When financial advisors jump from online discount brokerage E*Trade Financial Corporation to Morgan Stanley, they should probably factor in the likelihood of getting smacked with a court injunction.

At least three times recently employees have switched from E*Trade to Morgan Stanley only to have their former employer seek federal court injunctions barring them from soliciting E*Trade clients.

Courts issued the injunctions against two of the former employees. Still pending is E*Trade’s March 25-filed request for injunctive relief against the third employee.

In the pending case, E*Trade seeks a court injunction to stop Julius Agbonbhase, its former financial consultant who was based in Cupertino, Calif. and now works for Morgan Stanley in San Jose, from allegedly using its confidential information to solicit its clients.

The judge overseeing the case ordered Morgan Stanley to give E*Trade documents. E*trade has also initiated a Finra arbitration proceeding against Agbonbhase.

Most of its more than 6.6 million account holders never speak to an individual financial advisor, E*Trade states in its lawsuit against Agbonbhase. “Historically, E*Trade has attracted clients through extensively and costly advertising campaigns in various media outlets,” the lawsuit states. Agbonbhase, who signed a confidentiality agreement, had access to E*Trade’s brokerage clients, the lawsuit alleges. And while E*Trade had assigned Agbonbhase the task of managing those client relationships, he was not responsible for soliciting them, the lawsuit alleges. Thus Agbonbhase cannot claim ownership of the clients, E*Trade argues.

In a Nov. 16, 2018 resignation letter, Agbonbhase told E*Trade management he was exiting immediately, going to work for Morgan Stanley, and did “not possess any originals or copies of E*Trade proprietary documents,” according to the lawsuit.

But Agbonbhase’s deposition testimony refutes his claim, E*Trade lawyers told the court in their most recent request for an injunction.

“Forensic evidence shows the hallmarks of an employee who was trying to abscond with trade secrets,” the E*Trade motion states. E*Trade has lost about $29 million in managed assets and $61 million in total assets to date because of Agbonbhase’s move, the motion states.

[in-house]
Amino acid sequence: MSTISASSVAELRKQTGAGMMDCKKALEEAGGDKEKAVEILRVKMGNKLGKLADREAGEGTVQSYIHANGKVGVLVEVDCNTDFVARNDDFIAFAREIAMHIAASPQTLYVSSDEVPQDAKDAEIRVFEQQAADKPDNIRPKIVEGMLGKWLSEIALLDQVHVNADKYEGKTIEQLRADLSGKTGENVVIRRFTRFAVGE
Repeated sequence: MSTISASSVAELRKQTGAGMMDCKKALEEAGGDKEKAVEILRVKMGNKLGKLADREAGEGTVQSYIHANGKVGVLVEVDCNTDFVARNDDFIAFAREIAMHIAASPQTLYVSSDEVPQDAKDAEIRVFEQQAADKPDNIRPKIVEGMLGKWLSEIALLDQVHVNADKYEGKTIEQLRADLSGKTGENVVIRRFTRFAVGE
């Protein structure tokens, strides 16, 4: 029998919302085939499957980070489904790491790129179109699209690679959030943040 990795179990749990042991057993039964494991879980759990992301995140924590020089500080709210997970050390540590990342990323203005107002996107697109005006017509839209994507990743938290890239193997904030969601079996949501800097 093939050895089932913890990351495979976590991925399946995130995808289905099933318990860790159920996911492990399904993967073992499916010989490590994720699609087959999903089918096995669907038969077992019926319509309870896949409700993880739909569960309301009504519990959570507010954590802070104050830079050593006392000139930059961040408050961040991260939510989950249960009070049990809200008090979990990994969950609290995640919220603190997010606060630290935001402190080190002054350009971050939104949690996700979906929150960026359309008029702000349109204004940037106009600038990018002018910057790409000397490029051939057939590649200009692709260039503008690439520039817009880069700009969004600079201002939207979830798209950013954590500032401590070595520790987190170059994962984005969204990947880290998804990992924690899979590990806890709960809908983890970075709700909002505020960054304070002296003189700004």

A federal judge already issued an injunction against Heather Pospisil, a former E*Trade financial consultant who worked in Chicago for the online brokerage and moved to Morgan Stanley’s Phoenix office in August 2018. Once at the wirehouse, Pospisil solicited E*Trade’s clients and siphoned assets that had been under its management, and therefore needed to be stopped with an injunction, the discount brokerage alleged.

The court agreed. “[I]f Pospisil is not enjoined, it is not clear how many clients will follow suit in the future. Specifically, because Pospisil has now used E*Trade’s confidential information to solicit clients away, there is no way to ‘unring’ the bell, as the clients cannot be forced to return to E*Trade. The court finds that E*Trade has made a sufficient showing of an inadequate remedy at law and a likelihood of irreparable harm absent an injunction,” wrote Judge Ronald Guzman of the United States District Court for the Northern District of Illinois in his order granting E*Trade’s request for injunctive relief against Pospisil.

Another federal judge issued an injunction against Lance Eaton, a financial consultant for E*Trade who left the discount brokerage before Pospisil in 2017 for Morgan Stanley’s Phoenix office.

The injunction bars Eaton from soliciting E*Trade clients and required him to return his former employer’s confidential information.

In its lawsuit against Eaton, E*Trade presented at court as evidence several texts from him to former E*Trade clients, according to the order issued by U.S. District Judge John J. Tuchi in Arizona.

“He should come to my Noah’s ark. Lol. He can always transfer back,” Eaton texted one client, who had already decided to move her account, about her ex-husband, who was also an E*Trade client, according to the court order.


“I walked out of E*TRADE and my cell phone had some contact information of some people that entered into my cell phone throughout those six years of me doing my course of business at trade E*Trade,” Eaton told E*Trade lawyers at a hearing held before Tuchi issued the injunction, according to the transcript.

The E*Trade lawyer asked Eaton if that was “a direct violation” of his non-solicitation agreement.

“I suppose it is, right,” Eaton responded.

For this story, Morgan Stanley declined to comment. Lawyers representing Agbonbhase, Pospisil, and Eaton did not respond to a request for comment.